The glossiest of biopics arrives with Judy, Rupert Goold’s adaptation of Peter Quilter’s play The End of the Rainbow that details the final performing days of Judy Garland. In order to prevent homelessness and lose complete custody of her two young children, the faded legend Judy Garland took on headlining a series of concerts in London in the late 60s. The film follows her struggles with stage fright and addictions as she struggles to match her legacy, years of insomnia and anxiety taking its toll on her voice and psyche. It’s a blend of the somber and the splashy, a sometimes inelegant tonal soup that is nevertheless elevated by a transformative performance from Renée Zellweger as Garland in her most tragic days.
Palpably adoring of its subject, Goold assembles a film indebted to the joy that Garland gave as a performer. Its musical sequences satisfy with unashamedly old-fashioned cinematic kineticism, doing right by Garland in how it chases the earnestness of her era of musical moviemaking. Garland’s relationship with her fans (especially the gay ones) is baked into its plot, showing the performer as sustained by her fans as they were by her. The film’s final moments could have played more saccharine if it were not for the film’s insight on how understanding Garland’s relationship with her audience is essential to understanding Garland herself.
Sadly for the film, affection does not always equate to taste. Judy delivers the unfortunate result of heavy fan service and yet laboring too many details known by even the most casual of fans, particularly in its overwrought flashbacks. There is an air of unauthorized biography throughout, needlessly and gauchely laboring the familiar talking points of her early life: the pills fed to her, the psychological abuse, the isolating demands. These sequences lack the humanism of the rest of the film, particularly in its loudly reductive and overly archetypal depiction of the young actress and her prime abuser Louis B. Mayer.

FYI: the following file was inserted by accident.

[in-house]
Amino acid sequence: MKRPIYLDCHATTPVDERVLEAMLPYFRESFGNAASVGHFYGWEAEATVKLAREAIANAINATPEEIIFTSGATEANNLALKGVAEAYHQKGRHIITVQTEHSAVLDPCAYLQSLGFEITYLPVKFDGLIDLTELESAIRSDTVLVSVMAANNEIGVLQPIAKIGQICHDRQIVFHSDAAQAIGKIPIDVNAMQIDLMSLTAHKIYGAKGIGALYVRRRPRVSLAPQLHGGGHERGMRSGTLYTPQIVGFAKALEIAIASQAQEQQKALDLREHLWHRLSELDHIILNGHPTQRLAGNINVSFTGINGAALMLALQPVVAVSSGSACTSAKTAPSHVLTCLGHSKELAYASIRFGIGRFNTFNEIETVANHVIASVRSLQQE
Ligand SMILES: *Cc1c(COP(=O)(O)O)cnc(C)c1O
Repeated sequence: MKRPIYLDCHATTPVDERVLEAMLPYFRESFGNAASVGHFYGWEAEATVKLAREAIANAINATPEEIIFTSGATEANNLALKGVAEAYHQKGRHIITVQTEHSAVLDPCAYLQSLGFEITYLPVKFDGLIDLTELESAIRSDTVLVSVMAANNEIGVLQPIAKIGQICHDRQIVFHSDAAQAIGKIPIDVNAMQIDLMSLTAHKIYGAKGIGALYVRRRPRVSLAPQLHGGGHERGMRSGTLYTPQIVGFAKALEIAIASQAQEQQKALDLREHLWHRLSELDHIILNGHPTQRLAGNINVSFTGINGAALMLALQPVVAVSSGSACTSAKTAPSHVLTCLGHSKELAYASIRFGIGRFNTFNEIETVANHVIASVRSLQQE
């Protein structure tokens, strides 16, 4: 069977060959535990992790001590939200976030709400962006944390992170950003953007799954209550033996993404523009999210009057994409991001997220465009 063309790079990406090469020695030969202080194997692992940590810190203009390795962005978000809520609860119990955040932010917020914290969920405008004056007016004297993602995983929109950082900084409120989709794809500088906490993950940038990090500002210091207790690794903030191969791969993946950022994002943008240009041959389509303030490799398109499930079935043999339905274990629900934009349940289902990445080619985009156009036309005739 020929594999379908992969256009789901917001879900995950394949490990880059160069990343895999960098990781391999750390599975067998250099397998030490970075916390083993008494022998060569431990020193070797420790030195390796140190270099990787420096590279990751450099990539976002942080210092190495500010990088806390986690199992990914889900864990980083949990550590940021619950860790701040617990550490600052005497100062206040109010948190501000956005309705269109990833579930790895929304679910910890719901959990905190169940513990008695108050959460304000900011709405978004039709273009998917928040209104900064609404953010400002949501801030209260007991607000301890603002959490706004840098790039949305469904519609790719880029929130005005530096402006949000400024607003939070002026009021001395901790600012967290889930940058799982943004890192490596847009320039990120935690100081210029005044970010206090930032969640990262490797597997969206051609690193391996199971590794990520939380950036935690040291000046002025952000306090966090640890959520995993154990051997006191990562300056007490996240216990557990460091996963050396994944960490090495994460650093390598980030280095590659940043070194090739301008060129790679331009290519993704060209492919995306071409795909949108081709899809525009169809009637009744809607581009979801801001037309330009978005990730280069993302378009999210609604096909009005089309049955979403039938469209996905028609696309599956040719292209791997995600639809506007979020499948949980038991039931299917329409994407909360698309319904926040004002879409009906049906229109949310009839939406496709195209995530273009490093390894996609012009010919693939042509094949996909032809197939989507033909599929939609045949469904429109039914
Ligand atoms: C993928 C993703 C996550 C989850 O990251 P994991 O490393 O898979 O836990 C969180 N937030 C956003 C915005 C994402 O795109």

The film’s finer points and clunkier elements become largely at odds, making for a film that is mostly inoffensively bland in its basic biopic framework between flashes of painfully honest emotional intelligence for an enduring legend. But perhaps much of that credit belongs not to Goold’s opulent contextualizing, but to the immersive performance that anchors it.
Judy is a complete triumph for Zellweger, at its best when it gets out of her way. She’s almost ghostly in her ability to externalize Garland’s demons, giving us something painfully spiritually exact in the Garland we remember. It’s one of Zellweger’s most showstopping and emotionally vast creations, a Judy burdened with more sorrow than even the expressive icon could let out, alive and hopeful even as the flames inside her are thumped out.
Adding to the ghostly rendering of the fallen Garland, Zellweger’s performance works in dialogue with the way the actress has been very publicly mistreated, weighted by the expectations of appearance and behavior for women in the spotlight. Thankfully, Zellweger doesn’t always chase outright mimicry, but instead achieves something of deeper meaning with how she makes us think of the similarities between herself and the woman she is portraying. It’s a more layered kind of compassion than the film itself achieves, and it’s the key to what makes Zellweger’s performance ascend.
With Finn Wittrock as Garland’s final husband Mickey Deans and Jessie Buckley as her devoted British wrangler Rosalyn Wilder, the funereal Judy looks at Judy Garland as it is often too heartbreaking to view her. But even though Goold often stifles what is most invigorating about his film, we get the full breadth of a person often reduced to a few points thanks to a sensational star performance.
Judy was screened at the 2019 Toronto International Film Festival.